It is apparent from the language of section 1538.5 that the Legislature did not intend the statute to apply to juvenile court proceedings. The statute provides that a "defendant" may move to suppress as evidence anything obtained as a result of a search or seizure (Pen. Code, § 1538.5, subd. (a)); that the proceedings shall constitute the sole and exclusive remedies prior to "conviction" where the person making the motion is a defendant in a "criminal case" (Pen. Code, § 1538.5, subd. (m)); and that a defendant may seek further review of the validity of a search or seizure on appeal from a conviction in a criminal case, notwithstanding the fact that the conviction is predicated on a "plea of guilty" (ibid). This language precludes application of the statute to juvenile wardship proceedings.
We turn now to appellant's equal protection argument. There is no question that the state has created a classification by giving those persons charged with crime in the adult court the right to appeal a search and seizure ruling following a plea of guilty, whereas a minor processed in the [93 Cal. App. 3d 253] juvenile court has no such right.  However, "'[t]he Legislature is not bound, in order to adopt a constitutionally valid statute, to extend it to all cases which might possibly be reached, but is free to recognize degrees of harm and to confine its regulation to those classes of cases in which the need is deemed to be the most evident.'" (In re Ricky H. (1970) 2 Cal. 3d 513, 521-522 [86 Cal. Rptr. 76, 468 P.2d 204], quoting from Board of Education v. Watson (1966) 63 Cal. 2d 829, 833 [48 Cal. Rptr. 481, 409 P.2d 481].) Legislation affecting only a particular class is constitutional if it is based upon some difference or distinction having a substantial relation to the purpose of the statute. Unless the legislation creates a "suspect" classification or violates a fundamental right, the court must presume the classification is valid and the statute constitutional. (See generally, Weber v. City Council (1973) 9 Cal. 3d 950, 958-959 [109 Cal. Rptr. 553, 513 P.2d 601]; In re Ricky H., supra, 2 Cal. 3d 513, 522; Hetherington v. State Personnel Bd. (1978) 82 Cal. App. 3d 582, 588, 590 [147 Cal. Rptr. 300]; 5 Witkin, Summary of Cal. Law (8th ed. 1974) Constitutional Law, § 343, pp. 3638-3639.) [3a] The Constitution does not require that the procedures in wardship proceedings be identical to the procedures employed in criminal prosecutions against adults; disparities which do not directly affect a fundamental right are constitutionally permissible when reasonably related to a proper purpose. (In re Mitchell P. (1978) 22 Cal. 3d 946, 950-951 [151 Cal. Rptr. 330, 587 P.2d 1144].)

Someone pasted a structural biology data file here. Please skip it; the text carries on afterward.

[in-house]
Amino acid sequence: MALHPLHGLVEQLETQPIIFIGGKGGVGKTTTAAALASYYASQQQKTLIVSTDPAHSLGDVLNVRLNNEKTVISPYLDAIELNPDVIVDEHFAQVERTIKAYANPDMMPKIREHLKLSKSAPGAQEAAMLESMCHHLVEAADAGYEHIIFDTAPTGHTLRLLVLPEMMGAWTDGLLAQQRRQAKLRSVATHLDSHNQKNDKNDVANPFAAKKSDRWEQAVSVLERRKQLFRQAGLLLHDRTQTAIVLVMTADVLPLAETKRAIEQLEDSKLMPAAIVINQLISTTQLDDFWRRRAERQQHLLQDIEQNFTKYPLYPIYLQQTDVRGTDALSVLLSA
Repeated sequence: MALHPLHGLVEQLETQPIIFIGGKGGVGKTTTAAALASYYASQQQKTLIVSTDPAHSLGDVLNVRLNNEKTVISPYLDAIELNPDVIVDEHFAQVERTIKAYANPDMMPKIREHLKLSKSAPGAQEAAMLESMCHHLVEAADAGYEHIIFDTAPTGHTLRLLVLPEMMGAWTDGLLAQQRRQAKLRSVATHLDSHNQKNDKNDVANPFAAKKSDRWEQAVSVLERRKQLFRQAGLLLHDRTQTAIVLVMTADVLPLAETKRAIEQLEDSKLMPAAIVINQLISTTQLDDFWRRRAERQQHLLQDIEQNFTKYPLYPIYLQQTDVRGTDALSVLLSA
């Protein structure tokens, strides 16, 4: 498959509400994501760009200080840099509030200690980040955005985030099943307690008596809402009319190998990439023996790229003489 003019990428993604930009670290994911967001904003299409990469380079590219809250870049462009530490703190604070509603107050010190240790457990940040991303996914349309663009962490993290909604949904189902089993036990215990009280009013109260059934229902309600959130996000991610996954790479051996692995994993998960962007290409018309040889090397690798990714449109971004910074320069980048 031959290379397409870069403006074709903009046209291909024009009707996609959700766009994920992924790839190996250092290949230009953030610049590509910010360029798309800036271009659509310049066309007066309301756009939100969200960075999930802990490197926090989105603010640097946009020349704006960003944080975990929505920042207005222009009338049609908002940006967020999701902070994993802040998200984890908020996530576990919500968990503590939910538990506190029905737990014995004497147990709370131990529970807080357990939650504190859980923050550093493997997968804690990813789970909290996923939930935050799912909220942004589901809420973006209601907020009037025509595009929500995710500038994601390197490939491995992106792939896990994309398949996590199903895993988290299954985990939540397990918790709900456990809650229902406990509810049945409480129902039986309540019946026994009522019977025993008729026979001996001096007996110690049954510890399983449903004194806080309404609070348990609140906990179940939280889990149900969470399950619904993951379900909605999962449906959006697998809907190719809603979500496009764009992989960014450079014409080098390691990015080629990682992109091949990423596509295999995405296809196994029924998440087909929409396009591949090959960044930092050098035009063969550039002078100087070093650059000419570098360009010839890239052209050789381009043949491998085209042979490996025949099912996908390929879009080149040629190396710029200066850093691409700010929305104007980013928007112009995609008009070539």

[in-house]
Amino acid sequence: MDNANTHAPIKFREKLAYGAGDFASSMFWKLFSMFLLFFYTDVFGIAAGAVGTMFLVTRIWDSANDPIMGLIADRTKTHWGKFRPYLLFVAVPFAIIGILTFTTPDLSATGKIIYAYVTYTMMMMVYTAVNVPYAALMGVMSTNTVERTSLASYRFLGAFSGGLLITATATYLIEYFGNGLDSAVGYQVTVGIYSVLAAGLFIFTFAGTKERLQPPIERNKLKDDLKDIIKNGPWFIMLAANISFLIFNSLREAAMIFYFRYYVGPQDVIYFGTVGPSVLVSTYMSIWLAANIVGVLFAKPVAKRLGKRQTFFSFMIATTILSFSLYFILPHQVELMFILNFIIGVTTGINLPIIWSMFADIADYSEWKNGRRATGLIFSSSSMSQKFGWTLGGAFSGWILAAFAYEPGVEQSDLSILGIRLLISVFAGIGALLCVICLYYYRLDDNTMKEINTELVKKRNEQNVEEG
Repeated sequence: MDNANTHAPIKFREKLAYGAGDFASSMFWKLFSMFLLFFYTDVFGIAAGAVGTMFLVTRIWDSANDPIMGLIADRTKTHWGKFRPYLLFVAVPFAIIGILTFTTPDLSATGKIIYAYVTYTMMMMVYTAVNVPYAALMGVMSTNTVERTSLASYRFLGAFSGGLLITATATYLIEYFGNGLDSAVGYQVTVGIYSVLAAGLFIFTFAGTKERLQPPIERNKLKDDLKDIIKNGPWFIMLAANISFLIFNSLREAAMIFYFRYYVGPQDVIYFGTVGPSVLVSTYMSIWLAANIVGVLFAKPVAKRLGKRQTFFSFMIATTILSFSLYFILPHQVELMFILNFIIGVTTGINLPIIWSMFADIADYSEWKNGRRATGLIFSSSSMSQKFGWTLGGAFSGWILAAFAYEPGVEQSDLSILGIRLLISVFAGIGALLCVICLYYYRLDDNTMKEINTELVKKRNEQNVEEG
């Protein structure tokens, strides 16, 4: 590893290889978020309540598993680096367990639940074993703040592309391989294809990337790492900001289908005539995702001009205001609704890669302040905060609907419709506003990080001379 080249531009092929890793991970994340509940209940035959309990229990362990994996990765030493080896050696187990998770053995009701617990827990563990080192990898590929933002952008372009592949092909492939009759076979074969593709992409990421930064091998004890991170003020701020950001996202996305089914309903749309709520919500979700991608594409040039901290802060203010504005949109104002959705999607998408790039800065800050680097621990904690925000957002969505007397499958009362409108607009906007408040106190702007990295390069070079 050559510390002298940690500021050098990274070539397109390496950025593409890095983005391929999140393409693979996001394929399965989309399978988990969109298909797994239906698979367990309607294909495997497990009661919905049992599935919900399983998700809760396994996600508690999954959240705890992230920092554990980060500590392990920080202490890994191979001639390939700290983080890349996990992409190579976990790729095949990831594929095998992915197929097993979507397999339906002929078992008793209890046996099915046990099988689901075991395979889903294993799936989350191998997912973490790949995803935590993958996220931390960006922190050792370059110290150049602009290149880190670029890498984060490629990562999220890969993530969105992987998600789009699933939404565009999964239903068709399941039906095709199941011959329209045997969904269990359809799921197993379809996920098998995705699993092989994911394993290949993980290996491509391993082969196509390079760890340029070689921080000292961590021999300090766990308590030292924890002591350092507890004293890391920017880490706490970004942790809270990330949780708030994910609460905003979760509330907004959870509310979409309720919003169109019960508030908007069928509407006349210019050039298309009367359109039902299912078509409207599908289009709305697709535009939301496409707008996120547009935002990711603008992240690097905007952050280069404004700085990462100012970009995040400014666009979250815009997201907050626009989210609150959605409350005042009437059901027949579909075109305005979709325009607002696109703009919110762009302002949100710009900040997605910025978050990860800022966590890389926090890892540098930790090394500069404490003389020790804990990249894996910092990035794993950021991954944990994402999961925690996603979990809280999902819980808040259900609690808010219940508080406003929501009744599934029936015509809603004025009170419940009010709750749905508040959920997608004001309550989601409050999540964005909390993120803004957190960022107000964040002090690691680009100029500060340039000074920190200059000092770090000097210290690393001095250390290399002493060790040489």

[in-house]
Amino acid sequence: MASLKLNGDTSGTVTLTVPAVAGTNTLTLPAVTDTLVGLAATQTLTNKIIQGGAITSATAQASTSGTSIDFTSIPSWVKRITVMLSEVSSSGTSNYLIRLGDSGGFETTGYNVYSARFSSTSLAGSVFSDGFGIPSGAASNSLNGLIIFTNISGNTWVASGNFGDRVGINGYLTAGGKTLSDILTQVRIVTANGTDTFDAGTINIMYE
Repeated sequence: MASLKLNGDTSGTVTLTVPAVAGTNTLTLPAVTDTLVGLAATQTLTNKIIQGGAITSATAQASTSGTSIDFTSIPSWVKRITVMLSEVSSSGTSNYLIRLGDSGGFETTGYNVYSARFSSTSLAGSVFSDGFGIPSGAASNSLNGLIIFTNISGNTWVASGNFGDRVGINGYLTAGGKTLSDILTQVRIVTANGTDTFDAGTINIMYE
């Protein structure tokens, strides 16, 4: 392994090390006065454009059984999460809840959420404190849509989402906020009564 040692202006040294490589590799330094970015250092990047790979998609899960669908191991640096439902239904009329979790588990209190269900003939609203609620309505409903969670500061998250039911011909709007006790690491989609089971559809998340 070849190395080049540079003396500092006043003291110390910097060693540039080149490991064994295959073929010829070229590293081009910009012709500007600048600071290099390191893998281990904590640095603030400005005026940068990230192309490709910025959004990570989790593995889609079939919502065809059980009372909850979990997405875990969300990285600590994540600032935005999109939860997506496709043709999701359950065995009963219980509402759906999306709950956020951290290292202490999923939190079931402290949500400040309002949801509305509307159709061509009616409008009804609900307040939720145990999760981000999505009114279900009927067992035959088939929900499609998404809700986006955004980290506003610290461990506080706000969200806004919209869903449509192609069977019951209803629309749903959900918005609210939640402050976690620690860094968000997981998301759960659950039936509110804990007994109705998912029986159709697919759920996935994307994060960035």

Here, the classification need only be rationally related to a proper legislative purpose in order to be constitutionally valid. Unlike the situation in People v. Olivas (1976) 17 Cal. 3d 236, where the classification directly affected the fundamental right to liberty (a juvenile had been committed for a longer term than adults could be incarcerated for commission of the same offense) thereby compelling the court to invoke the "strict scrutiny" standard of review, the classification in this case does not "directly" affect a fundamental right. (See In re Mitchell P., supra, 22 Cal. 3d 946, 950, fn. 3.) Assuming that the right to have illegally obtained evidence excluded at a jurisdictional hearing is a fundamental right, that right is not defeated by this legislative classification. The minor need only deny the petition's allegations to preserve the right to review of the search and seizure question. Prior to enactment of Penal Code section 1538.5, an adult could not appeal a search and seizure ruling following a plea of guilty; the plea admitted all essential allegations of the crime, thereby rendering the legality of the search and seizure irrelevant. (See People v. DeVaughn (1977) 18 Cal. 3d 889, 895, 896, fn. 5 [135 Cal. Rptr. 786, 558 P.2d 872]; People v. Ribero (1971) 4 Cal. 3d 55, 63 [92 Cal. Rptr. 692, 480 P.2d 308].) [93 Cal. App. 3d 254]
Only by the enactment of section 1538.5, subdivision (m) did the Legislature give an adult the right to appeal the denial of a suppression motion following a plea of guilty. Thus, a minor charged in a wardship petition is in the same position as an adult prior to the enactment of section 1538.5--he can preserve his appellate right as to the search and seizure issue by denying the petition and appealing from the dispositional order if the jurisdictional allegations are found to be true. (Welf. & Inst. Code, § 800; see In re Melvin S. (1976) 59 Cal. App. 3d 898, 900-901 [130 Cal. Rptr. 844]; see also Walker, Cal. Juvenile Court Practice (Cont.Ed.Bar Supp. 1977) § 157, p. 61.)  Therefore, the right at stake here is not the fundamental right to be free from unreasonable searches and seizures, but a much narrower right--to appeal from an adverse ruling on a suppression motion without first denying the charges of the wardship petition.